Game 3 was the most tightly contested game of the experiment to that point, as neither team led by more than eight points. Both teams traded buckets throughout the final minute of regulation, going shot for shot as the Liberty home crowd got increasingly raucous.
With 3.8 seconds to play and trailing by two, Wilson used a physical post move to create enough space for the game-tying bucket. Stewart airballed a deep three as the game clock expired and Game 3 went to overtime.
The back-and-forth action continued into overtime, and the Aces held a one-point lead entering the final minute. Wilson jumped the passing lane with 57 seconds left to start a fast break with a chance to find an easy shot and extend the lead to three. Instead, she forced a contorted layup that was off the mark. That allowed the Liberty to get out in transition themselves, capped off with this ill-advised but somehow successful alley-oop layup to retake the lead with 40 seconds to play.
Wilson answered with an improbable play of her own, airballing a step-through jumper in the lane only to grab the offensive board and put up a heavily contested shot with 22 seconds to play. That second-chance attempt was also off the mark, but she again outworked Stewart on the boards, finally converting on an easy bucket from the right block with 19.2 seconds remaining.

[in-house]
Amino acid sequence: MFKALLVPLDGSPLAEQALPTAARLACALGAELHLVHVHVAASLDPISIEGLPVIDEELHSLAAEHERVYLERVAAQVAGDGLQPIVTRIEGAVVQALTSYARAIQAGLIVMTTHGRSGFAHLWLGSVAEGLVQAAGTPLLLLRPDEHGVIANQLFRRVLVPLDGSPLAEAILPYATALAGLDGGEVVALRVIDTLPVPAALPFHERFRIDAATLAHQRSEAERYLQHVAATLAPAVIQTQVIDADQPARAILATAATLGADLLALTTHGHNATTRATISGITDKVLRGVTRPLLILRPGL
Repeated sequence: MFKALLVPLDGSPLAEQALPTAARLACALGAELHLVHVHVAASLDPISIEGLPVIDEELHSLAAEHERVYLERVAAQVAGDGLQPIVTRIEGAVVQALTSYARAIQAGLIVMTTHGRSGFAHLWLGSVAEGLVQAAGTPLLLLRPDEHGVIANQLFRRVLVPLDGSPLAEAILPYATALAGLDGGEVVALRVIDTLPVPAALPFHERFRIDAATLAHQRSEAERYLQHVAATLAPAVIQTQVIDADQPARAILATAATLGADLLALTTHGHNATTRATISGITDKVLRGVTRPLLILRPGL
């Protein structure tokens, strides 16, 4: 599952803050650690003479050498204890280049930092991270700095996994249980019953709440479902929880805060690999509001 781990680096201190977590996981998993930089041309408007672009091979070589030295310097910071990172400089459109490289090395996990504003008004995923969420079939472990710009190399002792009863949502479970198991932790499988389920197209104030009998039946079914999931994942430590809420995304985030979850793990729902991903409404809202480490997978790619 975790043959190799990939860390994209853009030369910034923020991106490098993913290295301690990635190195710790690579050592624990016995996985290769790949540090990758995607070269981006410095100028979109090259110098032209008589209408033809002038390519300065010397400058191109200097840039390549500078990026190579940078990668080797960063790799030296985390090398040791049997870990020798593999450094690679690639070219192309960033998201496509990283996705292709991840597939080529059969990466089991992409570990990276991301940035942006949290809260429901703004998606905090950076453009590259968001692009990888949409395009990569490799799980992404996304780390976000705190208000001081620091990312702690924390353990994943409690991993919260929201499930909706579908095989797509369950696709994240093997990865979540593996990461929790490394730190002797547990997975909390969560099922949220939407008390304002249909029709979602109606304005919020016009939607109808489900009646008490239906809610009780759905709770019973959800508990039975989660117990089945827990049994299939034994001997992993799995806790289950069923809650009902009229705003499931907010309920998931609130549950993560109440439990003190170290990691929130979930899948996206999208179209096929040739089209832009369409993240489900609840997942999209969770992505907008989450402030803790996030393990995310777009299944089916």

Rather than shooting early and leaving open the possibility of an offensive board, Stewart waited until the game clock had nearly expired and put up a contested three. It was off line, giving the Aces a 98-97 victory and putting Stewart and the Liberty on the ropes in the series.
Game 4 couldn’t live up to the chaos of the prior game, as the Aces came away with a comfortable eight-point win to close out the finals and this experiment. It was a bit of an anti-climactic ending, but that’s fitting.
The Aces were the 2023 WNBA Clone League champions, and so, according to this exercise, Wilson is the WNBA MVP.
What can we learn from this experiment? Outside of 2K not being able to comprehend what Thomas is doing in real life, not much. Guards were definitely at an inherent disadvantage: Playing the 5’11 Loyd at center is far riskier than having to play the 6’9 Griner at point guard.
If this experiment wasn’t about leaning into the goofiness, maybe we would have surrounded our stars with average teammates instead of their own clones. But that would’ve been nowhere near as fun.
Stay tuned for The Next’s actual MVP voting results, and keep up with the rest of our awards coverage here.
Written by Jacob Mox
Jacob Mox is a an editor at The Next, as well as a writer and contributor with Her Hoop Stats where you can find his work explaining the WNBA's Collective Bargaining Agreement and Salary Cap rules.